Update from Senator Bennett: Nov. 10

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Senate Republicans Push for Extension of Invest in Kids Act

The Senate Republican Caucus proudly continued their efforts to support the nearly 10,000 children whose lives have been forever changed by the Invest in Kids Scholarship Program. Hundreds of students and their families rallied at the Capitol during the veto session, pleading with lawmakers to keep the low-income scholarship program alive.

On Tuesday, Senate Republicans held a press conference calling on the Governor and his legislative allies to help save the Invest in Kids Scholarship program. They noted that instead of being focused on Illinois, the Governor was out of state in Florida trying to increase his national profile by weighing in on federal issues.

Since the inception of the Invest in Kids program in 2017, more than $308 million in private donations have been made to a tax credit scholarship fund that has provided more than 38,000 scholarships to help low-income K-12 students in struggling schools optimize their chances for academic success by attending a school of their choice.

Because Gov. Pritzker refused to address the issue and no action was taken during Veto Session, the Invest in Kids program is set to expire on Jan. 1, 2024, potentially forcing students to leave their current schools in the middle of the school year.

Senator Bennett says it is unacceptable that Democratic leaders abandoned families across the state to save the vital program. He says that despite the setback, Senate Republicans will continue their fight for the program during next year’s spring session.

Lawmakers Pass Bill Paving Way for Next Generation of Nuclear Reactors 

State lawmakers took an important step toward creating a stronger and more reliable power supply for Illinois by passing legislation end the moratorium on new nuclear reactor construction.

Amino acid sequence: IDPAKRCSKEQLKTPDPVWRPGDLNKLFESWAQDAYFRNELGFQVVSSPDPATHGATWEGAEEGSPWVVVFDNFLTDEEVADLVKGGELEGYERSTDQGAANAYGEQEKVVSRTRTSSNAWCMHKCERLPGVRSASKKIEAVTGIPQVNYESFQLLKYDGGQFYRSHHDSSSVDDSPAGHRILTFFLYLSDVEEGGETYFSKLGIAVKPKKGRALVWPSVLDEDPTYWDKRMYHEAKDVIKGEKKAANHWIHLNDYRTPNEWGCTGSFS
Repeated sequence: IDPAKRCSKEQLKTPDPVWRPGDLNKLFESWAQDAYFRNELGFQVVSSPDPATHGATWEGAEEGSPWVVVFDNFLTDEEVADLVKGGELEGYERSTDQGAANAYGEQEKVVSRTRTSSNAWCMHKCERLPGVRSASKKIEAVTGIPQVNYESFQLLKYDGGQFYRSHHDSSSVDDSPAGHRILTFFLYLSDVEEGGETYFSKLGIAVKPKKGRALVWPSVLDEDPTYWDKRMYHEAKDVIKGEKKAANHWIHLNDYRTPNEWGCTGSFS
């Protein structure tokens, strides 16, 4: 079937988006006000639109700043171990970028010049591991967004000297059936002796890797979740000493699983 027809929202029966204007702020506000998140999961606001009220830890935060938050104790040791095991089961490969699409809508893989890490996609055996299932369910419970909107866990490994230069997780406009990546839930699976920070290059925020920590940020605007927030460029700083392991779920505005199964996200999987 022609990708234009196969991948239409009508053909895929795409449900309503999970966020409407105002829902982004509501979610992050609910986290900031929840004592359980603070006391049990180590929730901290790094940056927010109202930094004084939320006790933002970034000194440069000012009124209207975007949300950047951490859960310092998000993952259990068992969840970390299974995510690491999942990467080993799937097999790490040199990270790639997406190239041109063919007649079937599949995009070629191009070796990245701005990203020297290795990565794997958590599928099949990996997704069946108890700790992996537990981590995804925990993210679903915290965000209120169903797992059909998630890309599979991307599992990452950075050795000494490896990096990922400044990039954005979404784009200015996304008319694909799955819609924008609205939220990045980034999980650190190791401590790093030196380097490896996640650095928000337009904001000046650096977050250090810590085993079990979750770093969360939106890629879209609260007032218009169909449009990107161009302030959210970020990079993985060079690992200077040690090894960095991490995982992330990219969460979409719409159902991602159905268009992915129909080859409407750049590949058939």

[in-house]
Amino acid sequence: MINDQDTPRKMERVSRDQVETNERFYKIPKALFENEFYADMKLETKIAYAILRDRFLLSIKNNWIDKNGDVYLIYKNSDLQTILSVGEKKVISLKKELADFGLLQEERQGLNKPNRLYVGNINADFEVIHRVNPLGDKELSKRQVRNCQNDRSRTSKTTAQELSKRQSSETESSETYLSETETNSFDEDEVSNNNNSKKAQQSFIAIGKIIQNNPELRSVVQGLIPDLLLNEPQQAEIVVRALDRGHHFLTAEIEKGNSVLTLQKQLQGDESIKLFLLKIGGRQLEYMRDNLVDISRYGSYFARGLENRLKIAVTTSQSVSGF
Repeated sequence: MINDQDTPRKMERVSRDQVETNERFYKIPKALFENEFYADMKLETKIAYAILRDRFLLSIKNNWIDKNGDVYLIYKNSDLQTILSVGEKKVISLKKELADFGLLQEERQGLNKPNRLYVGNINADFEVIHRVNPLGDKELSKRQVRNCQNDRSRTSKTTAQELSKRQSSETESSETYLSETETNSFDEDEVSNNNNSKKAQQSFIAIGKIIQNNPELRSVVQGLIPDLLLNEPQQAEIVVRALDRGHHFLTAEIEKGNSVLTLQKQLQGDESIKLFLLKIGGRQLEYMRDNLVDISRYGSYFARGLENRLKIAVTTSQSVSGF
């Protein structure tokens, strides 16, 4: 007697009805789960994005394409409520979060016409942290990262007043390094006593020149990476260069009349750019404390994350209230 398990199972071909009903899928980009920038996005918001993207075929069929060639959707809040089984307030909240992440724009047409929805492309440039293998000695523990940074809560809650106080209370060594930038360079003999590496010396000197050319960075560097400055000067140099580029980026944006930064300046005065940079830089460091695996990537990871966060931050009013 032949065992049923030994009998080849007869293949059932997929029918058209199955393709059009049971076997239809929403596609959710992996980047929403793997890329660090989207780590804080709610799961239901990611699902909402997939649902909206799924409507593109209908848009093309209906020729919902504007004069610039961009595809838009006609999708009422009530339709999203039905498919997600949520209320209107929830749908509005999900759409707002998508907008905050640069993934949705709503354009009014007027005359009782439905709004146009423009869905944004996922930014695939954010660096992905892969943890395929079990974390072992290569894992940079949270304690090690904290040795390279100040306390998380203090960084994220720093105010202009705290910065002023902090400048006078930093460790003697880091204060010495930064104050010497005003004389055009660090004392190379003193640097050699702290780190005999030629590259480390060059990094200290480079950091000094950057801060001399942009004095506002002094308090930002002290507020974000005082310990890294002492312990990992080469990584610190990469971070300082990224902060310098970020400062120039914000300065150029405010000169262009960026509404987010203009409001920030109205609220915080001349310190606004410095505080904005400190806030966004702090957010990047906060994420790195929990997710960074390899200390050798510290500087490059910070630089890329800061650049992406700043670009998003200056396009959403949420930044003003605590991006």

House Bill 2473 lifts the ban on next generation nuclear reactors less than 300 MW beginning Jan. 1, 2026, allowing for the construction and development of next-generation Small Modular Reactors (SMRs). The Illinois Emergency Management Agency Office of Homeland Security will be directed to establish rules for reactor decommissioning, environmental monitoring, and emergency preparedness by Jan. 1, 2026. The Illinois Environmental Protection Agency will provide consultation.  

House Bill 2473 also authorizes the Governor to commission a brand-new study to research the state’s role in guiding the development of new nuclear technology and makes conforming statutory changes, including updating references to IEMA-OHS in preexisting Illinois law. 

Passed by the Senate with a 44-7 vote and by the House of Representatives with a 98-8 vote, House Bill 2473 will be sent to the Governor’s desk for consideration.  

Senate Extends Law to Hold Repeat Gun Offenders: House Refuses to Take Action

Senator Bennett voted on Nov. 8 to extend a criminal penalty enhancement designed to keep more felons convicted of gun crimes behind bars and off the streets. House Bill 1440 was passed in the Senate by a 41-12 vote, but it appears to have stalled in the House of Representatives, which means the criminal penalty enhancement will sunset at the end of this year

The statute was originally passed at the request of law enforcement to help them keep violent repeat offenders and gang members behind bars.

Senator Bennett says that the partisan games used to kill the statute will make the state less safe, by allowing violent gun criminals to be back on the streets sooner.

How much do we owe?

As of the time of this writing, the State of Illinois owes $1,681,624,699.07 to  state vendors, including 17,844 pending vouchers. This figure represents the amount of bills submitted to the office of the Comptroller and still awaiting payment. It does not include debts that can only be estimated, such as our unfunded pension liability which is subject to a wide range of factors and has been estimated to be more than $139 billion. At the same time last year, the state’s accounts payable stood at a little less than $2 billion.

Did You Know?

Tomorrow is Veterans Day. Here are a few facts you may not have known about today.

  • Veterans Day originated on Nov 11, 1919, to commemorate the first anniversary of the end of WW1.
  • Veterans Day was originally called “Armistice Day.”
  • Veterans Day became a national holiday in 1938.
  • It is Veterans Day, not Veteran’s Day.

Tomorrow, we gather to pay tribute to the brave men and women who have selflessly served our country, defending our values. Veterans Day is a time to express our deepest gratitude for their unwavering commitment and sacrifice.

This Week in the 53rd District

State Senator Tom Bennett – Working full-time to represent you

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